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Name : Algi Poolamma
Village : Metlkunta
Mandal : Nyalkal
Activity :Vermicomposting

 

About ten years ago, we could get work only during the rainy season, when there was a lot of weeding and harvesting to be done. But, in winter, work would come by very rarely. All through the winter, we would work only for about 30 days. On the other days, we had no work, so we used to gather firewood, or spend time making dung-cakes. On some days, we would make do with only one meal, and at times would just eat rice with salt. We would occasionally go out into the fields and forests to collect whatever vegetables or fruits we could get. Anything was fine as long as it was edible. But summer was the hardest season of the year. Most of us would be forced to leave our villages and go to the "pattnam" (city) in search of livelihood.

Now, the times have changed. After the start of the Sangham, we have had lots of help, such as summer employment. I got employment at the "Balwadi". My job was to clean, cook and feed the kids. So, for 5 years, I could feed my children and myself. My husband used to get a "jeetam" (pay) of Rs. 4000/- a year. My income of Rs.200/- would go towards meeting general expenses. During one Sangham meeting, we were told that it would benefit us much if we learnt making vermicomposting beds. So, we readied ourselves for the training, which was given at KVK. And they gave us materials also. We made the beds, and put the worms into them. In the beginning, we had difficulties, but by and by things started looking up. In the beginning we used to take two months to get manure. But with experience, we learnt to get it in a month's time. Then we cut down the duration even more. We took only 20 days, and now it is taking just 15 days for the manure to form. In a 3m X 1m bed, I am getting 2-3 quintals of manure. For the beds, we use all sorts of organic matter that is available: cow dung, neem leaves, kanuga (pongamia), tangadu (cassia auriculata) etc.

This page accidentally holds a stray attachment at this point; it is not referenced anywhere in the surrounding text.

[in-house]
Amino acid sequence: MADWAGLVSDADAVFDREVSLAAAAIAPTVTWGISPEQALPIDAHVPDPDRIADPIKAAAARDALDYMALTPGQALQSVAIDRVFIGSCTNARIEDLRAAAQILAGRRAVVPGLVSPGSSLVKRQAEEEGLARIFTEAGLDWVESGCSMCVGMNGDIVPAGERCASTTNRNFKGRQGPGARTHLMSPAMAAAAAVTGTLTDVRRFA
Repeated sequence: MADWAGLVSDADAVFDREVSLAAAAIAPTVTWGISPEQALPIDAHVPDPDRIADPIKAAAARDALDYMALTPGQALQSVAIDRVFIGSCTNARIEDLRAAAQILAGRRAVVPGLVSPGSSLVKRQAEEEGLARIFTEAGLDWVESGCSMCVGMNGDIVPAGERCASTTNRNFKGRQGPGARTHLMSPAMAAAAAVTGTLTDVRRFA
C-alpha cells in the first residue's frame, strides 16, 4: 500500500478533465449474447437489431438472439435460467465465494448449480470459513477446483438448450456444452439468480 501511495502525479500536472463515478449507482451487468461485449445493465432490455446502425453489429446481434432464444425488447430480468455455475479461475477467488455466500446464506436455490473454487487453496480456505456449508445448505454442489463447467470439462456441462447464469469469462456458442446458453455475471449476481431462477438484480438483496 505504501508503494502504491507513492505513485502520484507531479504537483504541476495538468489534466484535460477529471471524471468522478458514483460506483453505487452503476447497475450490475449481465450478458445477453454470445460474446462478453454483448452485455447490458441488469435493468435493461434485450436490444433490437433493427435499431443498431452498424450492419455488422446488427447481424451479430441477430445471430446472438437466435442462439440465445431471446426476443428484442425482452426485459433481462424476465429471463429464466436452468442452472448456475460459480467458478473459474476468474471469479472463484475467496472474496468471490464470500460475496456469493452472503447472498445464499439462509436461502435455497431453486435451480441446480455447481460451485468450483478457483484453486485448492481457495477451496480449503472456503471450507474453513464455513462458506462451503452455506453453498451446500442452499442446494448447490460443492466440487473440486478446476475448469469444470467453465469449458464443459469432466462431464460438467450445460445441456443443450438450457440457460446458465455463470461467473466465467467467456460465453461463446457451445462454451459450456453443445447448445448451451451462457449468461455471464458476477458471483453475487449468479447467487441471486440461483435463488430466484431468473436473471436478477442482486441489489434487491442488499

Today, not only the 'kapus' and 'reddies' (upper caste people) of our village, but people from Bidar, Nagwar, and Kottur come to us to buy the manure. I sell it at Rs.2/- a kilo, and make about Rs.800/- a month. Now, even if they call us for day labour, we do not go. In the past, my husband used to get a "jeetam" (pay) of Rs.4000/- a year, which was not sufficient. So, we would take loans exceeding our income. And then, to be able to pay back the loans, we would end up being on "jeetam" for the next year, and get no money at all. But for the past 2 years, thanks to vermicompost, I have been very happy. If my husband works for Rs.4000-5000, I earn Rs.6000-7000 a year. And mercifully, we are free of loans. Our life has really changed. I cry whenever I think of the past. I was married to a man who had nothing, not even a mat to sleep on, and today I have food, clothes to wear, and money to feed my children properly and send them to school. I have bought a buffalo, and I feel much more confident about my life. Just six months back, the total 'appu' (loan) of Rs.12,000, for which my husband worked as "jeetam", was cleared, and now we need to save some money to construct a house.

 

Name : Susheelamma
Village : Metlakunta
Mandal : Nyalkal
Activity :Vermicomposting

The SC corporation gave us land, but there were lots of problems with that land--poor fertility, plus we had no FYM or money to buy anything to improve the land. Here, at the Sangham office, these people said, "as money is the limiting factor, you should depend on your self by producing your own manure". We liked the idea, but initially there was a lot of resentment from our side, as we did not know anything about it. One day, we were shown the worms at Krishi Vigyan Kendra (KVK), and we really got scared, but the 'sirs' at the KVK picked them up and put them in our hands. After 2-3 days like that, we got comfortable with them. We learnt the technique and secured the materials like sand, bricks, mesh, bamboo poles. The mason was provided by the office for Rs. 2000, which was to be paid back in installments. The worms were supplied by KVK on the agreement that we would return them when we had excess. We returned them within a year.